How Hall of Famer Jim Doherty made a Hall of Famer

April 20, 2018

Bill O’Donnell said he owes his career to the late Jim Doherty, a stellar horseman who will be inducted into the Canadian Horse Racing Hall of Fame in August.

by Dave Briggs

What did the late Jim Doherty mean to driver Bill O’Donnell’s Hall of Fame career? Simple, said O’Donnell, “Without (Doherty), I wouldn’t have had one.”

Naturally, O’Donnell is thrilled Doherty will be among the standardbred class of 2018 inductees to the Canadian Horse Racing Hall of Fame.

“The only thing that I regret is that it didn’t happen when he was alive, you know, because he would have really, really appreciated that,” O’Donnell said of Doherty, a fellow Maritimer that raced predominantly in the United States and was inducted into the Harness Racing Hall of Fame in Goshen, NY in 2003.

“(Doherty) never raced much (in Canada) and a lot of people (in Canada) didn’t know him,” O’Donnell said. “He went from the Maritimes and raced a bit in Montreal, back in the late ‘60s, then he went to Rockingham Park and he stayed in the States the rest of his life.”

Doherty started his career in the horse racing industry in 1956 at the age of 16 working for Milton Downey in St. John, New Brunswick. Doherty moved to New England in 1969 and soon became one of the leading trainers and drivers at Rockingham Park & Foxboro Raceway until his move to New Jersey in 1976 when the Meadowlands opened.

At the Big M, Doherty trained and drove a large stable for the better part of 40 years, developing numerous champions along the way, including $3 million earner and 2002 United States Trotter of the Year, Fools Goal, as well as 1997 Three-Year-Old Trotting Filly of the Year No Nonsense Woman, and Starchip Enterprise, winner of the Valley Victory and Canadian Trotting Classic in the late 1990s.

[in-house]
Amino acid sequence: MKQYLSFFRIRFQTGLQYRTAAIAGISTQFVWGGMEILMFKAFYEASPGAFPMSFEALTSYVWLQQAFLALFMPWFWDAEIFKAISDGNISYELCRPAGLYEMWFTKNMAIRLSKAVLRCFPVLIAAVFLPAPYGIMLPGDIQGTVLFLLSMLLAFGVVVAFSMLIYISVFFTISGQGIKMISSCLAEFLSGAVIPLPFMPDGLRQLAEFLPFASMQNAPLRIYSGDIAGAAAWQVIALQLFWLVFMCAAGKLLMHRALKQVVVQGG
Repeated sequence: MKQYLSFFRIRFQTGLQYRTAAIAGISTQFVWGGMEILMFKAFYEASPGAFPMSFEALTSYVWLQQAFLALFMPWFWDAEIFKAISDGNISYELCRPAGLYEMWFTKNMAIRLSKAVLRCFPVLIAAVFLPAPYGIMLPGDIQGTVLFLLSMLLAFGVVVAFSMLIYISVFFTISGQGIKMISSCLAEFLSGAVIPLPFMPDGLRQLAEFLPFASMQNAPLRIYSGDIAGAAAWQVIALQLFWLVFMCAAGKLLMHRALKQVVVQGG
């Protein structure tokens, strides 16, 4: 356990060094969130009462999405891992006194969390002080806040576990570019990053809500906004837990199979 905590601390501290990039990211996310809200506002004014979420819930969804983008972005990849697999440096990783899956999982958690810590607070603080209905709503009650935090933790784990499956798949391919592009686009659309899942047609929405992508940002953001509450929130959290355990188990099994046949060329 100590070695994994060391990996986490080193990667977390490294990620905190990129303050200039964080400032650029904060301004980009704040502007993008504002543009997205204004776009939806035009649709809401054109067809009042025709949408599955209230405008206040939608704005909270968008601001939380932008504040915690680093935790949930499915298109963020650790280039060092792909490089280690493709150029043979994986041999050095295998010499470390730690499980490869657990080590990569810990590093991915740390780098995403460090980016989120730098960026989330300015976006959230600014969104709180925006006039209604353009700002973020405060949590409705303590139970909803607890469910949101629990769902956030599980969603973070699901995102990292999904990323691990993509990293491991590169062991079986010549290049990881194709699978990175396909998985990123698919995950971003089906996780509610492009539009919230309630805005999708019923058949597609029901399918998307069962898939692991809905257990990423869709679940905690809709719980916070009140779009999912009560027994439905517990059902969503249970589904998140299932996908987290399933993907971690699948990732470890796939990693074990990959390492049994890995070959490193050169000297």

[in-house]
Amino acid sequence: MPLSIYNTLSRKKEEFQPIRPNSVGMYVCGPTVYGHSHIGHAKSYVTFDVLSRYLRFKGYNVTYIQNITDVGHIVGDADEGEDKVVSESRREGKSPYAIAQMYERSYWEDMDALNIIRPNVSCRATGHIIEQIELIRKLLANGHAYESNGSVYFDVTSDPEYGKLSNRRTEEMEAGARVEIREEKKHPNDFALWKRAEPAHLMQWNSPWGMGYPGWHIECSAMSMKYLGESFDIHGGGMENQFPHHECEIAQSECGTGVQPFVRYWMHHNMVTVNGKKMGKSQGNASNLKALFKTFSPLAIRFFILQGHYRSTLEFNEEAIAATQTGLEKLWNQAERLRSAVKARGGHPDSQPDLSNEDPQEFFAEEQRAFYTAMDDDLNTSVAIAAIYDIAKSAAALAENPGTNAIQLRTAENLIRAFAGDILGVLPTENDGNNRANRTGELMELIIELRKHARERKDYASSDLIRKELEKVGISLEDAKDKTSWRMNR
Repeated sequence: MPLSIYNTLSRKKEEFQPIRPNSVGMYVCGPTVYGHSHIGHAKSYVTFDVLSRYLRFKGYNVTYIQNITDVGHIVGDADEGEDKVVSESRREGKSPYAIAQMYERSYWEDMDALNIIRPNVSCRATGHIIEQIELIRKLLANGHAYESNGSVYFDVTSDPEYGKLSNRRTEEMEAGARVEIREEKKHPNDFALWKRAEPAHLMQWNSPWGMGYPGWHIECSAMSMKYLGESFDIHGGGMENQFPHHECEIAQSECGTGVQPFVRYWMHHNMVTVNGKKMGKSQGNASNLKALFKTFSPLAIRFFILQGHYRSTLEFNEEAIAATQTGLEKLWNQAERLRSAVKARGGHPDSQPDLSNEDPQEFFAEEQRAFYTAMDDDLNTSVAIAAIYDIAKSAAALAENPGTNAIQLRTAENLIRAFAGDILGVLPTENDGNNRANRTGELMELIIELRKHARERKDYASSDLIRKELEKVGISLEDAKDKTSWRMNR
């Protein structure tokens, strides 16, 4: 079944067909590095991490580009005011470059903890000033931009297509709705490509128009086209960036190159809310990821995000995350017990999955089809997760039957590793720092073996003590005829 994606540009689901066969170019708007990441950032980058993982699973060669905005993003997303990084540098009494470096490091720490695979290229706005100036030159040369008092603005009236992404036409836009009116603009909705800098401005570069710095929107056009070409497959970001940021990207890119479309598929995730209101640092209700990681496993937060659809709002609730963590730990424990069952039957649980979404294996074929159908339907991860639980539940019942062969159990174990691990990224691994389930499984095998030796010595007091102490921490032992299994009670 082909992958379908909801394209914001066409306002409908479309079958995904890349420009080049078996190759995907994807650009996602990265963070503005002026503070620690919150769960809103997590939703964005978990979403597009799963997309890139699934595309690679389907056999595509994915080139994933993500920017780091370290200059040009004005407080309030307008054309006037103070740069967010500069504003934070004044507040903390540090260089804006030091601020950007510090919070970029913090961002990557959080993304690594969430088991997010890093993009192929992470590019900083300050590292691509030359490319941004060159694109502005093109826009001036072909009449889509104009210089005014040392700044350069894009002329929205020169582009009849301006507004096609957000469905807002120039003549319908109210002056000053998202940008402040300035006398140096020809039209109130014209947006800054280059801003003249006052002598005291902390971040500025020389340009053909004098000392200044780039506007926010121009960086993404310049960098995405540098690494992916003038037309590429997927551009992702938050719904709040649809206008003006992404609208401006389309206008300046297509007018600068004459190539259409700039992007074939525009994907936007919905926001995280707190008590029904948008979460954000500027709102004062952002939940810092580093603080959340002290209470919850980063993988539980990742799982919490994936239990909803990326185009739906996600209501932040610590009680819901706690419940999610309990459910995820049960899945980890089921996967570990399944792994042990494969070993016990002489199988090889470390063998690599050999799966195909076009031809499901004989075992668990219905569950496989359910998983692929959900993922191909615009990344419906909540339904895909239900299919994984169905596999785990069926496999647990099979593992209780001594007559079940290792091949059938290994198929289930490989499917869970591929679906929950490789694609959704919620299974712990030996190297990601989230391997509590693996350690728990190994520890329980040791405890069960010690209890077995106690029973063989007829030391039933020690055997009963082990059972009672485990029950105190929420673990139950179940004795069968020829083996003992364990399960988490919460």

Doherty also drove Green With Envy, two-time Older Pacing Mare of the Year in 1984 and 1985. During his career, Doherty drove or trained winners of 4,700 races and $45 million in purses. Apart from being enshrined in the Harness Racing Hall of Fame, Doherty is also a member of the New England Harness Writers Hall of Fame, New Brunswick Sports Hall of Fame, and the Saint John Sports Hall of Fame.

O’Donnell said Doherty came by his “Gentleman Jim” nickname honestly.

“He was a great guy, a caring guy. He just helped everybody,” O’Donnell said. “I’d like to have the $20, $50, $100 bills that he gave to people around the racetrack over the years.

“He knew guys would be down on their luck and he’d give them horses to train or train them back for them, or stuff like that. He was always, always doing that.”

O’Donnell said Doherty not only gave a lot of young people their first shot in the business — particularly fellow Canadians — many of his employees stayed with Doherty for decades.

O’Donnell said Doherty did much more than give him a job in Foxboro, MA, and some driving opportunities.

“I didn’t even want (to drive),” said O’Donnell, laughing, “but he pushed me into it… He gave me my first drive.